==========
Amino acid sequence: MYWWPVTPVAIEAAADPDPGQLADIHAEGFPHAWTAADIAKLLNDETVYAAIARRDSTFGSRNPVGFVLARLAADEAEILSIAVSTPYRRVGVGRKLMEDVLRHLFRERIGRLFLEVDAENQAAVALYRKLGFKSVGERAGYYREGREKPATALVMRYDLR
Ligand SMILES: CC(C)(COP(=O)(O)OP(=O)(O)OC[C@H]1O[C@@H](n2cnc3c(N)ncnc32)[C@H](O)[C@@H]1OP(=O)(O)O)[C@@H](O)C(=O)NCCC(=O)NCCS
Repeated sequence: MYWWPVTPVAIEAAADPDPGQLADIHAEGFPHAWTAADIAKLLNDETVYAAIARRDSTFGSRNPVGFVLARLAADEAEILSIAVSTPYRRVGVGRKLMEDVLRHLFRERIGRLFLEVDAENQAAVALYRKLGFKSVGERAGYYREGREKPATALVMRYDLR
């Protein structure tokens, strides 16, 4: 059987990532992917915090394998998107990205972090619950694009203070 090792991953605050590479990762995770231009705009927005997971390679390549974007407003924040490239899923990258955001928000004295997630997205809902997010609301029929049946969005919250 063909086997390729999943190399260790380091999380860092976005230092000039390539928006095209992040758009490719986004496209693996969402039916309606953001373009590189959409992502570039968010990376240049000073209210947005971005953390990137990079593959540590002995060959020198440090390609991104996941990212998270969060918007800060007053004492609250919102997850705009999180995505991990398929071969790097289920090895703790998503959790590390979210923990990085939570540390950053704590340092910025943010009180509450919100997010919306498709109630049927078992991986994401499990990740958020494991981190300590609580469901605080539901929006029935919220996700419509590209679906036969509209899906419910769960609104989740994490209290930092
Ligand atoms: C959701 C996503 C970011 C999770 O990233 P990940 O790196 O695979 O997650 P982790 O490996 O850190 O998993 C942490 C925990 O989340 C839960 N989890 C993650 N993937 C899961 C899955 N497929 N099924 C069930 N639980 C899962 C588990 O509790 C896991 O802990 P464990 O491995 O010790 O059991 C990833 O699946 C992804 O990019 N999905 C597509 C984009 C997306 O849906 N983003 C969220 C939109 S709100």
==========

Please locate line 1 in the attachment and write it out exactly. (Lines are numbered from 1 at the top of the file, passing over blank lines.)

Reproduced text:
Amino acid sequence: MYWWPVTPVAIEAAADPDPGQLADIHAEGFPHAWTAADIAKLLNDETVYAAIARRDSTFGSRNPVGFVLARLAADEAEILSIAVSTPYRRVGVGRKLMEDVLRHLFRERIGRLFLEVDAENQAAVALYRKLGFKSVGERAGYYREGREKPATALVMRYDLR